5. End with a gallery walk.

Setting up a gallery walk is easy and allows students to view and celebrate the work of their classmates. 

On the day the passion projects are due (my students had four weeks to complete their projects from the day we started brainstorming), instruct students to display their work on their desks. Computer work can be displayed on a laptop or iPad if you have the technology. Work can also be printed. Large projects can be displayed at student’s desks. 

I played quiet music in the background and instructed my students that this was a silent gallery walk. Then, I gave each student a stack of sticky notes and told them to spend time carefully reading and examining as many projects as they could. On the sticky notes, I told students to leave one piece of specific, positive feedback for their classmate. 

As I walked around and looked at my students’ passion projects the day of our gallery walk, I was amazed by what they produced. The projects were a bit of a surprise. Although I had carefully examined student proposals, all of the work was done outside of class.

Passion projects allowed me to see sides of my students I had never experienced before. My student who was an avid hunter read a hunting guide and brought in deer antlers covered in quotes and analysis. My artistic students found an outlet and connection between their reading and their talent. My history fanatics were able to demonstrate the connections between their understanding of past wars and the events in their fictional novels. The learning was so authentic and deep, and it was completely student driven.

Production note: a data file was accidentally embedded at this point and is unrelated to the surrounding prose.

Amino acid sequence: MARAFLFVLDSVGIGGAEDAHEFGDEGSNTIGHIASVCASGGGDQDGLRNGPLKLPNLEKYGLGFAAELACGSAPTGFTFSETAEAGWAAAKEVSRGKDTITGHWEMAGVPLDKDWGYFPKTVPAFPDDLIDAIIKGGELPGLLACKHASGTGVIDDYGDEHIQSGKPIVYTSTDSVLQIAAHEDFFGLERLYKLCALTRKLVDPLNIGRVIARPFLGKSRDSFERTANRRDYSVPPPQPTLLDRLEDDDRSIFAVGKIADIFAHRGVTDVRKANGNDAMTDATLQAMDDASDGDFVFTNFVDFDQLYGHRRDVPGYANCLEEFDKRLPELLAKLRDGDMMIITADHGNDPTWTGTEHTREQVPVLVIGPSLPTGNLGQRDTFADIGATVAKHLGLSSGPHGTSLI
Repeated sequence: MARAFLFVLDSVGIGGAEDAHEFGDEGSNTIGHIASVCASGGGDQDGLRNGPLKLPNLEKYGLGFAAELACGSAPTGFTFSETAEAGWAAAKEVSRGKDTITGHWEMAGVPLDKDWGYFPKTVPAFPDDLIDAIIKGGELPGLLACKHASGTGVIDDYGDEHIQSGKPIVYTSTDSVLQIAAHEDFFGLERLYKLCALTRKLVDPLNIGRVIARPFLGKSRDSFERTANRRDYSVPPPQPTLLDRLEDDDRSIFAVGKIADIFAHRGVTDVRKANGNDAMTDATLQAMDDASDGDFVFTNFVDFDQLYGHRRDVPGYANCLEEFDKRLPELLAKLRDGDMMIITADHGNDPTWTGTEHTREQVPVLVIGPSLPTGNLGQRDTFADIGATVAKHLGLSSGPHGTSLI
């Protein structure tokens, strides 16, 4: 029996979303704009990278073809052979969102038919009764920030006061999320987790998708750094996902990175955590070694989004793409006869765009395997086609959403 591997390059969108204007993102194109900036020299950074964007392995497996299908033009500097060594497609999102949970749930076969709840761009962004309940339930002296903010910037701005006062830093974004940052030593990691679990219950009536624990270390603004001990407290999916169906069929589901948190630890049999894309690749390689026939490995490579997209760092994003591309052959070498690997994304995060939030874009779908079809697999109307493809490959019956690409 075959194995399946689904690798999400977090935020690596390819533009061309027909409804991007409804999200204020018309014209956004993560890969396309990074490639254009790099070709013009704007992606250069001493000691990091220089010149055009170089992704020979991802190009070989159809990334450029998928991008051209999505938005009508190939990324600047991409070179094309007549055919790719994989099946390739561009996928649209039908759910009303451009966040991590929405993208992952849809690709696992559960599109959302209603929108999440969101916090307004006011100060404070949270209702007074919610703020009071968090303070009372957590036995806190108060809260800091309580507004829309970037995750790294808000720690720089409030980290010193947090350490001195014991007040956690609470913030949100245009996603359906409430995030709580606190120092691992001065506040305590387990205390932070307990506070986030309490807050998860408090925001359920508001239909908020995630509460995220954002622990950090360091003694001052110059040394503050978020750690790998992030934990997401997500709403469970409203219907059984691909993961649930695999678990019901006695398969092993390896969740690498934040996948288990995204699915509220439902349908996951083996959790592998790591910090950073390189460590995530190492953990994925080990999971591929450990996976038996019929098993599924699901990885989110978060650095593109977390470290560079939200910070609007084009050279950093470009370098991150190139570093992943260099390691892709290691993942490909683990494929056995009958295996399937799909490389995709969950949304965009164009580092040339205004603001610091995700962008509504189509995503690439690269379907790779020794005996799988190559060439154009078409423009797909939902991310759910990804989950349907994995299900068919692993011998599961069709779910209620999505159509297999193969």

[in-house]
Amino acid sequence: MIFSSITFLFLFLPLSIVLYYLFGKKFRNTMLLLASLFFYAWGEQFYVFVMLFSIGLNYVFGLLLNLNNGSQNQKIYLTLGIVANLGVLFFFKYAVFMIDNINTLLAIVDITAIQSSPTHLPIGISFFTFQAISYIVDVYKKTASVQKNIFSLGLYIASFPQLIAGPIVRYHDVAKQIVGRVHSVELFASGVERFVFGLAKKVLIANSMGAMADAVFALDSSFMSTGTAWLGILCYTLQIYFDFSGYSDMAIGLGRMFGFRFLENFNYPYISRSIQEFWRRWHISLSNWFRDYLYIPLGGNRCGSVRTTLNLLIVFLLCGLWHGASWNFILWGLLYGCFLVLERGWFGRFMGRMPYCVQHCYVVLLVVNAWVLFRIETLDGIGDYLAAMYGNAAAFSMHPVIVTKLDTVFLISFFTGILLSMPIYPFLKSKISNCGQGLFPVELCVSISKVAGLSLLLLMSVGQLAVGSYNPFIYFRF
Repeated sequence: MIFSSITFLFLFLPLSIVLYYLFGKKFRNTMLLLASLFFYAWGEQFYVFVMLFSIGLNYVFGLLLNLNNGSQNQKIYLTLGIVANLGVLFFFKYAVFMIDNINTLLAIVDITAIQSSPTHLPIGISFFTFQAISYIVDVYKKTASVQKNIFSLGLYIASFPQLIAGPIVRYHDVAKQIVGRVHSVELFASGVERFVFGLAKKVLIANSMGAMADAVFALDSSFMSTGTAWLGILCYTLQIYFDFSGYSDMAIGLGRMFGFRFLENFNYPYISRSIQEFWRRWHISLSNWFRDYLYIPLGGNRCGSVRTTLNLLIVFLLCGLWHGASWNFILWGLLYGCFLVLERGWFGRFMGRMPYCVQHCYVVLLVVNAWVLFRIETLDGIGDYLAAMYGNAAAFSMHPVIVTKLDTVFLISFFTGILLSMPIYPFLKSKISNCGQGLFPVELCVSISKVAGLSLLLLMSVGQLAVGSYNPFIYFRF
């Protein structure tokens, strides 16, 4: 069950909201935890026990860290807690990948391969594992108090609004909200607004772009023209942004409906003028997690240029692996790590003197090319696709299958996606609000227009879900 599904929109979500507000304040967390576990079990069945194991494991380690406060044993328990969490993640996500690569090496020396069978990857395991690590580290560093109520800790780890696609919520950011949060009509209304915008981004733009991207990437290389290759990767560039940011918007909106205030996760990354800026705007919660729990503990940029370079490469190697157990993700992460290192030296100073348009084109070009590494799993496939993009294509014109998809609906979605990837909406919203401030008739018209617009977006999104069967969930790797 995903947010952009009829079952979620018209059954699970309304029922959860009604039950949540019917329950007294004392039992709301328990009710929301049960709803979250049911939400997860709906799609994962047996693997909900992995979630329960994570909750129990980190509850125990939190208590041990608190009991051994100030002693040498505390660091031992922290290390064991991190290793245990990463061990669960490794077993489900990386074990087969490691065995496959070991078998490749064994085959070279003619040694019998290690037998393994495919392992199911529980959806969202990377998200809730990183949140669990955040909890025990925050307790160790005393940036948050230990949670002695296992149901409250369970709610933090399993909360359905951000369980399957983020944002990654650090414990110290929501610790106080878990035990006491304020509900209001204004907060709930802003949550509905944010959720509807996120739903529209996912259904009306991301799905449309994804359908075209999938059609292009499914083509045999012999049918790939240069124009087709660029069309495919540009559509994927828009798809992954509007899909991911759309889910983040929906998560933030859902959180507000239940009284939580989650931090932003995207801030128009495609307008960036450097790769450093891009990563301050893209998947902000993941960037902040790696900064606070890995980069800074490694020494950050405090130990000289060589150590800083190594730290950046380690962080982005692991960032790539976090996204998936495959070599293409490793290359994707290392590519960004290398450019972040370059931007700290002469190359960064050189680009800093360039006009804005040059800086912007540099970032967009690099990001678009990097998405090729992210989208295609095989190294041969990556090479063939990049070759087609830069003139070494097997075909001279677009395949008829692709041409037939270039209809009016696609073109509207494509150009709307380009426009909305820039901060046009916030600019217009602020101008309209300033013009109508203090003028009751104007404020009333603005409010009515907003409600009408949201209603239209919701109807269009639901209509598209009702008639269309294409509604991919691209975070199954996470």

Passion projects reinforced for me that when I step out of my students’ way, they are capable of so much more than I could ever imagine.  Handing over control can be a scary leap, but putting your trust in your students and their natural desire to learn is worth it! 

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Click here to see the curriculum I used to guide students through their passion project creation. Enjoy! 

Passion Project Curriculum